What is flipping?
Updated June 24, 2021
Flipping is a real estate transaction in which a property is purchased for a short period of time (usually a year or less) with the express purpose of reselling for a profit. After identifying a house that has intrinsic value but needs improvements, investors will purchase the residence and then pay for its renovation and repairs before placing it back on the market, usually within a year’s time frame or less.
The degree of improvements can range from cosmetic changes to a structural overhaul, or sometimes both. Some houses only need to be cleaned and given a new coat of paint before putting up for sale, while others might require extensive upgrades or even replacements of appliances, heating and cooling systems, the flooring, the windows and even the roof. Other houses could undergo a gut renovation that sees the property torn down to the studs, allowing for a new layout.
In order to turn a quick profit, house flippers need to attract a high selling price in order to get back a return on their investment. By taking on renovations to the property, investors are hoping the property’s value will increase exponentially, because the house’s selling price needs to exceed the amount the investor paid for both the property as well as any renovations.
Investors are advised to follow what is described as the “70% rule.” This guideline recommends that flippers should pay no more than 70% of the after-repair value (ARV) of a property, minus the repairs needed. ARV approximates a property’s value following all completed improvements and upgrades, and calculates the difference between the property’s current value and its value post-renovations. Therefore, the ARV is what the property would be worth after it has flipped.
Along with potential rewards, flipping can also be a risky enterprise. If the market fluctuates while the property is under renovations and before it can be sold, then investors might be stuck with a home that has depreciated in value. Renovations can often take a longer time than anticipated, and any setbacks that delay investors from returning it to the market can be costly and potentially eat into profits. Another potential risk is that despite improvements to the property, the house’s value only increases incrementally.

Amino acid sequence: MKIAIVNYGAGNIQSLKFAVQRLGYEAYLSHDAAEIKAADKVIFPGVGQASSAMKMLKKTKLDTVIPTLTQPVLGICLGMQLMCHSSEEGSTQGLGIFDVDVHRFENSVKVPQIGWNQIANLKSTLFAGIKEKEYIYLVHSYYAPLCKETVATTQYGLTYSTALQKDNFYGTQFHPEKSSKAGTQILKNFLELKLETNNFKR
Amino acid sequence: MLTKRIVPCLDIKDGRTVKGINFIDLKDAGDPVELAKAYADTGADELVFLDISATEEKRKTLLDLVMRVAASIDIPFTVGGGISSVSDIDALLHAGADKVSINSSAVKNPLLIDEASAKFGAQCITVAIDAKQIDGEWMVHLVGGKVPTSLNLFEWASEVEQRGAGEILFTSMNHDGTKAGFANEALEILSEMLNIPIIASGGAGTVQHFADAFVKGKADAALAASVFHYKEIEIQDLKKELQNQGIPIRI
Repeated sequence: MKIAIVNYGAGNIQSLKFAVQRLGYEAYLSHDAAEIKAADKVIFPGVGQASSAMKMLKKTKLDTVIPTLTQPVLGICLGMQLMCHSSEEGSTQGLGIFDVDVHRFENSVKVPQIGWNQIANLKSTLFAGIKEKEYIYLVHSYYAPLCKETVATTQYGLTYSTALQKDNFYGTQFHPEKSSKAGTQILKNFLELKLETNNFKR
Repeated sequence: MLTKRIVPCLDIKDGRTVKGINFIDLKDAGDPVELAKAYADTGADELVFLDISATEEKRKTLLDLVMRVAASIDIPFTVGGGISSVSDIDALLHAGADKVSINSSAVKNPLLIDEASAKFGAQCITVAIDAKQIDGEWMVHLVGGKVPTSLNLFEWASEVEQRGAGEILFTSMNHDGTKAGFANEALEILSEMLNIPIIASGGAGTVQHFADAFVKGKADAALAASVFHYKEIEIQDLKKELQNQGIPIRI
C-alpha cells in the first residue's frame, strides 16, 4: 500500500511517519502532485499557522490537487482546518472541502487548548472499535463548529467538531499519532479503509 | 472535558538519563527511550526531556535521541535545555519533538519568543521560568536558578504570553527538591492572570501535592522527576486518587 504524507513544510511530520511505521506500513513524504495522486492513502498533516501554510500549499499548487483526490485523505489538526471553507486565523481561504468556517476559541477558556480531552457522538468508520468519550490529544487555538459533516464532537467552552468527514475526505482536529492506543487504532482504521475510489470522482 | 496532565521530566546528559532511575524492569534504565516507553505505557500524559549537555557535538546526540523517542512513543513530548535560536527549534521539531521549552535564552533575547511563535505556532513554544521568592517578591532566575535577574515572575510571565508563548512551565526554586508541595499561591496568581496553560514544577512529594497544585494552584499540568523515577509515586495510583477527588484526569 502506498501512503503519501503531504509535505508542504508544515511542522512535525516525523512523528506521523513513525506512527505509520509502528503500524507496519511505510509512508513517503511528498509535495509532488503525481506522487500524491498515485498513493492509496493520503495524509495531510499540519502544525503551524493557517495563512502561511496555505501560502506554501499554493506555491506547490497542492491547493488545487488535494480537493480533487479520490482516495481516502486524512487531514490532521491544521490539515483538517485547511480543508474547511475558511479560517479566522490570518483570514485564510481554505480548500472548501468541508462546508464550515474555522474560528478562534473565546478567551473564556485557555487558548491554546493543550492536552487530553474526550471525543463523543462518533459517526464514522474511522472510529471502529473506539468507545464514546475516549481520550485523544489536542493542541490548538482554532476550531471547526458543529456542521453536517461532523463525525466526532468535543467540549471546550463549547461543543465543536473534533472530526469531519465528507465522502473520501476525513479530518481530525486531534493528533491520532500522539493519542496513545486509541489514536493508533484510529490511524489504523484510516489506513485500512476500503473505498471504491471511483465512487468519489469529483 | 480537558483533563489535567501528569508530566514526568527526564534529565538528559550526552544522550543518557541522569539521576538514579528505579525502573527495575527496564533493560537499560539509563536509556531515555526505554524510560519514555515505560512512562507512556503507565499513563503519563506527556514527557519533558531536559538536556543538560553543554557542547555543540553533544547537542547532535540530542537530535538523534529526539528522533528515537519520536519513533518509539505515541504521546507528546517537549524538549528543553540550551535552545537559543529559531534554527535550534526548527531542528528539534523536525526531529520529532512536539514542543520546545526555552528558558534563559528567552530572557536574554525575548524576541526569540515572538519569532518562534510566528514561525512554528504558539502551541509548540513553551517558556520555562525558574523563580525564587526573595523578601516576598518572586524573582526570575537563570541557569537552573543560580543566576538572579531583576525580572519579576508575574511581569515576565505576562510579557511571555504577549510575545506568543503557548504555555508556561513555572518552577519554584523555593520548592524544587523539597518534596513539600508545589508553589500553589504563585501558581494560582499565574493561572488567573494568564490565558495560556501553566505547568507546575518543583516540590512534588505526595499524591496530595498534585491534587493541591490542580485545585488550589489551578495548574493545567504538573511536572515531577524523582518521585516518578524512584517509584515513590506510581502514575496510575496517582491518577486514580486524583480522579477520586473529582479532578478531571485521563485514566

Flippers will renovate a home and sell it quickly to make a profit. Credit: Daniela Gisin Krumsick
Those who seek to flip houses should have a solid understanding of the real estate market in order to make an informed judgment on whether a property has good potential to be flipped remuneratively.
Flipping Houses and Taxes
The IRS views those who flip homes on an ongoing basis not as investors, but as dealers. The real estate properties are seen as inventory, and therefore any profits from their sale are treated as regular income, which is subject to self-employment tax. Some home flippers may be under the impression that they can avoid taxation on any revenue derived from a flip if they roll the proceeds into buying another house to flip. But for those who flip homes as part of a business, this is not allowed.
For those seeking tax deductions from the cost of flipping, those costs must be added to the original value of the home, which are defined as capitalized costs. These can include the price of the home itself, direct materials and labor, utilities and insurance. A tax professional should be consulted to help accurately determine which expenses qualify for deductions.
Flipping and the Effect on Housing Availability
Flipping has increased in popularity in recent years partly due to being showcased on how-to and real-estate reality programs. And not just houses—there has also been an uptick in rehabbing older apartment buildings and then after extensive renovations, renting out the upgraded units at much higher rents. But this kind of flipping impacts the availability of affordable homes, especially in areas that strictly regulate new construction.
Some local governments are seeking to discourage the practice because it impacts the inventory of available housing by applying restrictions or flip taxes on the transaction, making it a less attractive venture to potential investors.
For example, in 2007 a law called The Contractor Registration Act was passed in Washington state. It required all property owner developers to be registered and bonded as general contractors. Investors who flipped property on a regular basis or as part of their business were included in this mandate, requiring a $12,000 bond.
More recently, two bills were introduced in New York state in 2019 that would “impose a tax on the transfer of certain real property within two years of the prior transfer of such property.” What this would mean is that flippers would receive a 20% tax on properties sold within a year of the initial purchase, and a 15% tax on properties sold within two years. Both bills are winding their way through the state legislature.